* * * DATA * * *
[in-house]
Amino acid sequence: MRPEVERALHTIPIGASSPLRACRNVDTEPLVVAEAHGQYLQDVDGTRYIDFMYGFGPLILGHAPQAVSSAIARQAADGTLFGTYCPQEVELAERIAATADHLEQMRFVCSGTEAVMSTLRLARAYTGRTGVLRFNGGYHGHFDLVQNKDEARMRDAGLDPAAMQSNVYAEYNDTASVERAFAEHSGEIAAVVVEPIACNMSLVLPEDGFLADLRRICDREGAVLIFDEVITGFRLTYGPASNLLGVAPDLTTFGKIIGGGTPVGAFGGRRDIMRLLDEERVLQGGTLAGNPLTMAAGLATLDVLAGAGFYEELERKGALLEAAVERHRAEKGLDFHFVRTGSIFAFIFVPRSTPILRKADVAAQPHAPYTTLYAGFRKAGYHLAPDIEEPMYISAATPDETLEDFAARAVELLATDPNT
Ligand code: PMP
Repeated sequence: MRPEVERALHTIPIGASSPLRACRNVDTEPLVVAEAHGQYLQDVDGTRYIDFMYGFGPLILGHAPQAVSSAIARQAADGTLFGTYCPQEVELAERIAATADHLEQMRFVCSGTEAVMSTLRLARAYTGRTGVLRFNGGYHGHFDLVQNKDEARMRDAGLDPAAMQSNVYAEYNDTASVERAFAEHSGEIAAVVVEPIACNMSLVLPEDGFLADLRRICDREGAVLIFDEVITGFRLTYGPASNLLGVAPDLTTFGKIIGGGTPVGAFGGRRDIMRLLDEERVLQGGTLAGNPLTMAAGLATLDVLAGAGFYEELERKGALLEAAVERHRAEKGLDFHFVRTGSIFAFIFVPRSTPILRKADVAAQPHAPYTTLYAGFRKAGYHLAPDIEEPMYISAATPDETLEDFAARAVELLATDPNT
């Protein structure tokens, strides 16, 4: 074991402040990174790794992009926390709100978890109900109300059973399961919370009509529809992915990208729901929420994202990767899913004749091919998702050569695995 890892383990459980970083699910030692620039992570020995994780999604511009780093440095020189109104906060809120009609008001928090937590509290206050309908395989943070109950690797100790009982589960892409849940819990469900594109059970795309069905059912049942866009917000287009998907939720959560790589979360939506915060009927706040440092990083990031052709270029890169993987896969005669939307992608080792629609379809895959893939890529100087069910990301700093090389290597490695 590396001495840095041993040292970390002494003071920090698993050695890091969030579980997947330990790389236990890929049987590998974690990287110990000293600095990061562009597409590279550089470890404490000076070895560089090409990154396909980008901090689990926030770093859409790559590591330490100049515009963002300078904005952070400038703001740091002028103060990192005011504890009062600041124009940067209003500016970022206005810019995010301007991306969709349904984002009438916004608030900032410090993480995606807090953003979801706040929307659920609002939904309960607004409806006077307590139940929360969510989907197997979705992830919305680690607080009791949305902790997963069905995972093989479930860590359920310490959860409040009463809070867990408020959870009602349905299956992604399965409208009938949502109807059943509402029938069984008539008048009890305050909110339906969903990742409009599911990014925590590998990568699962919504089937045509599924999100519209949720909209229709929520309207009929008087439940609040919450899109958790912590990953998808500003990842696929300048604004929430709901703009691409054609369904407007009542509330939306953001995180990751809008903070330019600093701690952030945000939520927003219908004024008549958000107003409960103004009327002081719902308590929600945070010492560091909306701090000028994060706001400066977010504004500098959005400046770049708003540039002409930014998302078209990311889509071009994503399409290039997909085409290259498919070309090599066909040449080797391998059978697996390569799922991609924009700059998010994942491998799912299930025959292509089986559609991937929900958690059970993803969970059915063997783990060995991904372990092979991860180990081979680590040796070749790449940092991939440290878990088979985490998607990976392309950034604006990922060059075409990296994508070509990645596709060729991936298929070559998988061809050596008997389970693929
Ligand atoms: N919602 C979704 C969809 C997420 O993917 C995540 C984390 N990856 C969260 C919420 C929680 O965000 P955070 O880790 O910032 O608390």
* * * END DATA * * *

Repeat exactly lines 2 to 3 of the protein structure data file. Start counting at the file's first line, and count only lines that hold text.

Amino acid sequence: MRPEVERALHTIPIGASSPLRACRNVDTEPLVVAEAHGQYLQDVDGTRYIDFMYGFGPLILGHAPQAVSSAIARQAADGTLFGTYCPQEVELAERIAATADHLEQMRFVCSGTEAVMSTLRLARAYTGRTGVLRFNGGYHGHFDLVQNKDEARMRDAGLDPAAMQSNVYAEYNDTASVERAFAEHSGEIAAVVVEPIACNMSLVLPEDGFLADLRRICDREGAVLIFDEVITGFRLTYGPASNLLGVAPDLTTFGKIIGGGTPVGAFGGRRDIMRLLDEERVLQGGTLAGNPLTMAAGLATLDVLAGAGFYEELERKGALLEAAVERHRAEKGLDFHFVRTGSIFAFIFVPRSTPILRKADVAAQPHAPYTTLYAGFRKAGYHLAPDIEEPMYISAATPDETLEDFAARAVELLATDPNT
Ligand code: PMP